the fun of it. One of the guys told him a local band, "The Stardusters", was looking for a
singer and suggested that Curtis tried out. He auditioned one night by singing with the band
in a local nightclub in Jackson, thus beginning his ten-year musical career. Very soon after
he joined the band Curtis acquired the band and became the owner/manager as well as their
lead singer. A few years later Curtis had legal battles with the previous owner over the
rights to the "Starduster" name. This battle was resolved before going to court with Curtis
retaining the original name of the band. When Curtis took over the band its line-up was Joe
Ritchie on drums, Mrs. Eula Mae Stevens on piano, Coy Lomax on bass and Tommy Jones on guitar.
At this time Tommy Jones was barely sixteen and had to be snuck into the nightclubs in
order to play.
The band played at numerous places during Curtis' career including the "Cotton Bowl"
in Henderson, Tennessee, which was owned by Hubert Miller. The "Delmar Inn" on Humboldt
Highway between Jackson and Humboldt and owned by Reba Davis. The "Pine Ridge Club" in
Selmer, Tennessee, the "Supper Club" in Jackson, Tennessee, the "Block House" between
Selmer and Henderson, Tennessee, owned by Jimmy Martin, the "Y Inn" in Henderson, Tennessee,
"Clyde Garners" place outside of Jackson, Tennessee, and many other places now forgotten.
Curtis sang the songs of many artists, his favorite being "Gentleman Jim Reeves". He played
with many artist and bands of the era, some obscure and some famous including Carl Mann, Don
Durant, Sam the Sham, Ace Cannon, The Chandlers, The Van Dels, The Dukes, and many others
too numerous to list. He was on the "Talent Party" on WHBQ Memphis, Tennessee with Durell
Durham, George Klein, and Wink Martindale. During this time Curtis traveled to many radio
stations hand delivering his songs and giving away his records hoping for that big break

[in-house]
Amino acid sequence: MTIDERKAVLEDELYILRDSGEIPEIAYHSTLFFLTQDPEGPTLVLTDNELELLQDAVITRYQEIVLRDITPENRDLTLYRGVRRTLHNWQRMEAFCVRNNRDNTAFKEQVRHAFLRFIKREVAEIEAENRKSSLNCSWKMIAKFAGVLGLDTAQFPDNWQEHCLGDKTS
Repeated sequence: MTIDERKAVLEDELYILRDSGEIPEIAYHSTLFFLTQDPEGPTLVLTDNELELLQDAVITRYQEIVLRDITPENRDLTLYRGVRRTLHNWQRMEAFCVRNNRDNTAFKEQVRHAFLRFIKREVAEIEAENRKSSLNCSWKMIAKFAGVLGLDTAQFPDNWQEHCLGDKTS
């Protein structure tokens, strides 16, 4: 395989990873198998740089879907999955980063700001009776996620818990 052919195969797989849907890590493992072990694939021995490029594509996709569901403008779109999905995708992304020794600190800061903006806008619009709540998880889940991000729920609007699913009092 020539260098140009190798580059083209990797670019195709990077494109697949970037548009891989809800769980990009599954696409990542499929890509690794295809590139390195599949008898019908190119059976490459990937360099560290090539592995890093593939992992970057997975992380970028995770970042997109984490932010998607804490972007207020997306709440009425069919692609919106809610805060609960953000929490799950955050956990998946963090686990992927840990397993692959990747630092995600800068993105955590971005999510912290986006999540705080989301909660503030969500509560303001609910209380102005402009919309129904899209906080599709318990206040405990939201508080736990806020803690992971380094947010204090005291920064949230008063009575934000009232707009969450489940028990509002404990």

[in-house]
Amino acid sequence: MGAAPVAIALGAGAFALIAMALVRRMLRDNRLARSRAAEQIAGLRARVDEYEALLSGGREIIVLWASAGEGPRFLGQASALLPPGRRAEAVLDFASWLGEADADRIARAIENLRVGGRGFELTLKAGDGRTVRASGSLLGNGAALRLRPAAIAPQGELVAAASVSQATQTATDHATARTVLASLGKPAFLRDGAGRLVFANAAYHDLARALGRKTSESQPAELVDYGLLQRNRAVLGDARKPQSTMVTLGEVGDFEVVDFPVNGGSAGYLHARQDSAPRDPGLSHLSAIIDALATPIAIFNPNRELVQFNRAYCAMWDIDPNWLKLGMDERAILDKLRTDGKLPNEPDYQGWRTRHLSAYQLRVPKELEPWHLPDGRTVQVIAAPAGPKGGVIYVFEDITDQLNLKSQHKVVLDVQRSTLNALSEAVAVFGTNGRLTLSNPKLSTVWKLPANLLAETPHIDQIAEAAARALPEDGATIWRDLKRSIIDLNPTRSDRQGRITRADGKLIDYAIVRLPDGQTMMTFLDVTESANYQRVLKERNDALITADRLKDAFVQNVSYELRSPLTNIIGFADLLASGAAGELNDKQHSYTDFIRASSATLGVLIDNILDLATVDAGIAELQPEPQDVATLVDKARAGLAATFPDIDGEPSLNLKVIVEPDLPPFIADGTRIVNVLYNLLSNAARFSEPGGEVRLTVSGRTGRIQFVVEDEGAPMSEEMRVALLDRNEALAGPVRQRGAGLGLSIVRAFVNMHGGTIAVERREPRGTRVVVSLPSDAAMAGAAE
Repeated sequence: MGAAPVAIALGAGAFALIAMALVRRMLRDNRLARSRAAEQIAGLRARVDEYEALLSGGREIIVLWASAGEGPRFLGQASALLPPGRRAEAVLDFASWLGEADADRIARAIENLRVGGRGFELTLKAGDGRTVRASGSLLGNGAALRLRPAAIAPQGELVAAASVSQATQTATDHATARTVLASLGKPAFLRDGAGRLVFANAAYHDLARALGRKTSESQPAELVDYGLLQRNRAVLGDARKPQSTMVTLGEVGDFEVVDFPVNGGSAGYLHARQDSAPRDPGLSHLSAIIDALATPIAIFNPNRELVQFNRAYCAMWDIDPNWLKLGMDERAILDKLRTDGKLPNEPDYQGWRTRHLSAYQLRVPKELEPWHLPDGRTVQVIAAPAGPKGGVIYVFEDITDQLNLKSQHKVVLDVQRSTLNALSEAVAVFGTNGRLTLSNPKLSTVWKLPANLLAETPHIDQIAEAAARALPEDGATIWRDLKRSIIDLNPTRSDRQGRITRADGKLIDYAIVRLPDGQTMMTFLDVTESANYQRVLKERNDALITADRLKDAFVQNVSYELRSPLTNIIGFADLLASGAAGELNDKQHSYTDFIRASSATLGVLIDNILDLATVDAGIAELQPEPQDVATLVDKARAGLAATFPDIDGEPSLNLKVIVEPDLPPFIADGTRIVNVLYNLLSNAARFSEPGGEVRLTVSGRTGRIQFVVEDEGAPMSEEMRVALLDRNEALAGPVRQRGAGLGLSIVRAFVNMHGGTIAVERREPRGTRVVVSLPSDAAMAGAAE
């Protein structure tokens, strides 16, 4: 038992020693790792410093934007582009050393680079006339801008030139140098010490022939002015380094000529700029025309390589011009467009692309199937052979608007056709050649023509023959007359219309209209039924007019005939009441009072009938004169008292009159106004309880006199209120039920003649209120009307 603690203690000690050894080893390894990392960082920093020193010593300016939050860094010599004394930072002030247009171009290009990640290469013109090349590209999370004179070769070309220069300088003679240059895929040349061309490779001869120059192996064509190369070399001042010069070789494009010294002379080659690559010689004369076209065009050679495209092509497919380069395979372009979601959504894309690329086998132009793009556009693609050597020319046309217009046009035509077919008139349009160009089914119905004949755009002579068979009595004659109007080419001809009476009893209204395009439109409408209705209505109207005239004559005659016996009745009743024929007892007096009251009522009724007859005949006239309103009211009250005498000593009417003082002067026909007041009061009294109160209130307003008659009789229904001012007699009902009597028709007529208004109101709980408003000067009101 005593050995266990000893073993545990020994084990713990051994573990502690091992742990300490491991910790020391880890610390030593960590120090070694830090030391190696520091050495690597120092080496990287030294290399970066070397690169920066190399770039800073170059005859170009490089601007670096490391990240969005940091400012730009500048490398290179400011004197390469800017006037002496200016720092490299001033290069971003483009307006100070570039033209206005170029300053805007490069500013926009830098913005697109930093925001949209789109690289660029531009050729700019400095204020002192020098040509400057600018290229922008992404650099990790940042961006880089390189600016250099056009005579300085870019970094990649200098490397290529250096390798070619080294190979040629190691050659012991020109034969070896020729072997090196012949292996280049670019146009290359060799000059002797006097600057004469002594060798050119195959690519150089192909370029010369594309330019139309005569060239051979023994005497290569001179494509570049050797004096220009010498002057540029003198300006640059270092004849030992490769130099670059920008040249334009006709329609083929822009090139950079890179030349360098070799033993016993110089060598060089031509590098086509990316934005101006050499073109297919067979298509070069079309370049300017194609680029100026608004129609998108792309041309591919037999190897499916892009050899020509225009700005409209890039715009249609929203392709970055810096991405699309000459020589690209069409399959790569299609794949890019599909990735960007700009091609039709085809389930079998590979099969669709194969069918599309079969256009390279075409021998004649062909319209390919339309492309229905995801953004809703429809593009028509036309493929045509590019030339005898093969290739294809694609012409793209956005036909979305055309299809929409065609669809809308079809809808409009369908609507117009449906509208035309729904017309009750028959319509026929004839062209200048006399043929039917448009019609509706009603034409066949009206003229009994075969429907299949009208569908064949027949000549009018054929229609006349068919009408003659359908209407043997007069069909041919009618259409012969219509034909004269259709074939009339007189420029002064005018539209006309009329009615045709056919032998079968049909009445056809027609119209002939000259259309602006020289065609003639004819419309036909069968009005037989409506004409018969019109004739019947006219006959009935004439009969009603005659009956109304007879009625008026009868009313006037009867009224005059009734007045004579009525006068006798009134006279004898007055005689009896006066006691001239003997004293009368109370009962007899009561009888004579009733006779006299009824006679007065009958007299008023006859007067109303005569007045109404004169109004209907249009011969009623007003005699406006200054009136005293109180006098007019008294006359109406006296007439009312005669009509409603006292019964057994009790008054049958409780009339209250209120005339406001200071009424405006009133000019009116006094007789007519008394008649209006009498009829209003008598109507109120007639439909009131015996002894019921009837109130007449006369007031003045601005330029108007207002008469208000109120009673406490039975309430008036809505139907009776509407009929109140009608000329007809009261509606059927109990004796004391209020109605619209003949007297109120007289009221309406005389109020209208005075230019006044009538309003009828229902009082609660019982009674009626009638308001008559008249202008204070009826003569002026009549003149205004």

that never came.
Curtis's first record releases were for the local Lu label of Jackson, Tennessee,
owned by Lamar Davis and Lonny Blackwell. Lu Records was named after Lamar's wife,
Marilu and in November 1957 located at 600 North Davis Street. In March the following
year the office was moved to 600 North Royal Street, Jackson, Tennessee, and was a
large rambling two-story building with the studio on the second floor. Lonny was the
soundman, and the studio was primitive by today's standards using egg crate separators on
the walls to reduce stray sounds. The artists that recorded for the label were local
musicians from the Jackson area including Kenny Parchman, Franklin Stewart & The Stewart
Brothers and others.
Curtis recorded on his first session for Lu two tracks entitled "Driftwood" and "Tennessee
Mail", the latter is a story about the legendary engine-driver Casey Jones. These
two songs were never released. Curtis went back into the studio and recorded more songs.
Finally they agreed on "The Whole Towns Talking" and "Do You Think" for his first release
on Lu 506 in June 1959. The following month - July - saw the release of "Tom Dooley Rock
& Roll" and "China Rock" on Lu 508.
On these first sessions for Lu, Curtis still kept his original band with Tommy Jones,
Eula Mae Stevens, Joe Ritchie, and Coy Lomax. After those recordings the band member's
names changed often. There were numerous drummers after Joe Ritchie; like Joe Howe,
Bobby Green, Bobby Tapley, The great W.S. "Fluke" Holland, Ronny Parchman, and finally
Bobby Howell. After Coy Lomax the Bass players were Howard Bates and a couple of others
whose names have been forgotten. Howard was later marketed by Curtis as the "Hot Guitar